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Why Defence Scams Are History
The Modi government deserves credit for putting a stop to a culture of scandals in defence deals, observes Amit Cowshish
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But for the unproven allegations of corruption in the Rs 58,891 crore deal with France's Dassault Aviation to supply 36 Rafale medium multirole combat aircraft, which unsurprisingly surfaced in the run up to the 2019 parliamentary elections, defence purchases have lately been free from any major scandal.
The government can justifiably take the credit for softening the public perception, built on a series of scandals starting with the Bofors Howitzer scam in 1980s, that all defence deals were shady.
Subsequent scandals surrounding acquisition of HDW and Scorpene submarines, Barak missiles, and AgustaWestland VVIP helicopters too pointed to the ubiquitous influence of the middlemen in big defence deals, reinforcing the prevailing notions of rampant corruption in high places.
Officials’ integrity a key factor
While personal integrity of officials performing various acquisition-related functions and negotiating defence deals has been critical in preventing corruption and improving the image of the Ministry of Defence, some other factors may also have made it possible.
One such factor is the finetuning of processes linked with various stages of procurement to plug the loopholes exploited by unscrupulous elements. The current procurement manual, for example, proclaims that the objective of field evaluation trials is to nurture competition by testing the equipment offered for trial based on its anticipated employability and according to mutually accepted norms, and not to unilaterally reject it on flimsy grounds.
Single-source procurement of major equipment and platforms from abroad via inter-governmental agreements may also have helped. The procedure laid down in the MoD manuals, which is somewhat susceptible to manipulation, is not required to be followed strictly in such cases; instead, it can be customised, and the contract concluded on mutually acceptable terms.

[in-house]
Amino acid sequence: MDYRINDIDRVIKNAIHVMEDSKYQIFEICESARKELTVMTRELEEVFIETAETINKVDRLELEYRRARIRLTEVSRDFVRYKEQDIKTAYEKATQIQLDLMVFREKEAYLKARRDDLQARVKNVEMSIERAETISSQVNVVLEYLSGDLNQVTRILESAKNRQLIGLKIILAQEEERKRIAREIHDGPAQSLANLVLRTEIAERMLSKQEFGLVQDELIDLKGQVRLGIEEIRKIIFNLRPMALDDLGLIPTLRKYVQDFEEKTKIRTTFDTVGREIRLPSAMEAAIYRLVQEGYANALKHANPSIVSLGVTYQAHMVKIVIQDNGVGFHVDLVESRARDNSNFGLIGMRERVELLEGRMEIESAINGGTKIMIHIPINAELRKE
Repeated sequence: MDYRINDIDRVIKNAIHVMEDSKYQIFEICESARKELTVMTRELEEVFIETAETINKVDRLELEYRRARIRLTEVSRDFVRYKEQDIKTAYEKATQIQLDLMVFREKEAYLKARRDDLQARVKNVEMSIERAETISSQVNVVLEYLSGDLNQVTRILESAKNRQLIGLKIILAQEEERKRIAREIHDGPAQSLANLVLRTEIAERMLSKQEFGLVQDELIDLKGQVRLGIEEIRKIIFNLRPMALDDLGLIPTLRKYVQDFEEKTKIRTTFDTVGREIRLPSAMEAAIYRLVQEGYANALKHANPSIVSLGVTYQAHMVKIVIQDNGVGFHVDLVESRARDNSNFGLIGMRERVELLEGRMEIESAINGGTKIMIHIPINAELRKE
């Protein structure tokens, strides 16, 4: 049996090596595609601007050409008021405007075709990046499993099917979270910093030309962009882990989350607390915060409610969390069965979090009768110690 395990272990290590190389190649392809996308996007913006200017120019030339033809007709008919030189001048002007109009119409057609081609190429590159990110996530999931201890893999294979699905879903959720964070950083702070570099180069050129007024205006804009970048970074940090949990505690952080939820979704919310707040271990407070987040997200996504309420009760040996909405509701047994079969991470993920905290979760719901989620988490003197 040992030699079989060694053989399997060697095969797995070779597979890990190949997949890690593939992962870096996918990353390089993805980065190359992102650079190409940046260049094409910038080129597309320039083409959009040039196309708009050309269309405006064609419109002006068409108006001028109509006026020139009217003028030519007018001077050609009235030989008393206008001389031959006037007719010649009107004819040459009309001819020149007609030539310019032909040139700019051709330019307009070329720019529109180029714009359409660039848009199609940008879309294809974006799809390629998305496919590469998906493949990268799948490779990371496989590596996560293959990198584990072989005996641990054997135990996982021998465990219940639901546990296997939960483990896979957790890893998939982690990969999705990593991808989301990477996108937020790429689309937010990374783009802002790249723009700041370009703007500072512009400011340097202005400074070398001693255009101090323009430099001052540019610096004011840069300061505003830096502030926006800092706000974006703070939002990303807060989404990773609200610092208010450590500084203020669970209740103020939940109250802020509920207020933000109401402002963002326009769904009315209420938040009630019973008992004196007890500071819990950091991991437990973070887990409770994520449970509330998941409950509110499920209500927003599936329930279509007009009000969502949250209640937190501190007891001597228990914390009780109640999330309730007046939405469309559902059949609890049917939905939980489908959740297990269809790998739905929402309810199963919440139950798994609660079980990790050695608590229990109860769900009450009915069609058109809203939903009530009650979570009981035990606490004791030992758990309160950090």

This is also true of the analogous Foreign Military Sales (FMS) programme which requires the MoD to follow the procedure laid down by the US government’s Defence Security Cooperation Agency.
There is greater probity in these single-source procurements as compared with the deals finalised through competitive bidding which are prone to middlemen interceding on their principals’ behalf to secure the contracts for them.
Delegation of buying powers
Sometimes the overworked officials inadvertently fail to conduct due diligence, follow some instruction, or read the signs of transgression in a particular case. Delegation of capital procurement powers to the Services Headquarters (SHQ) -- currently capped at Rs 300 crore per contract -- allows the MoD officials to pay greater attention to bigger contracts, leaving it to the SHQs to process smaller value cases with greater care and speed.
The MoD cannot afford to rest on its laurels, though. It would be disingenuous to deny that the defence procurements suffer from excessive procedural controls, inflexibility in decision-making and lack of transparency in many areas. Though intended to prevent transgressions, this assemblage is not conducive to expeditious procurement.
While things are looking up, complacency and slackness in dealing with allegations of corruption can be harmful. The corrupt must be prosecuted and punished quickly. Eternal vigilance is not only the price of liberty, but also the best antidote to corruption.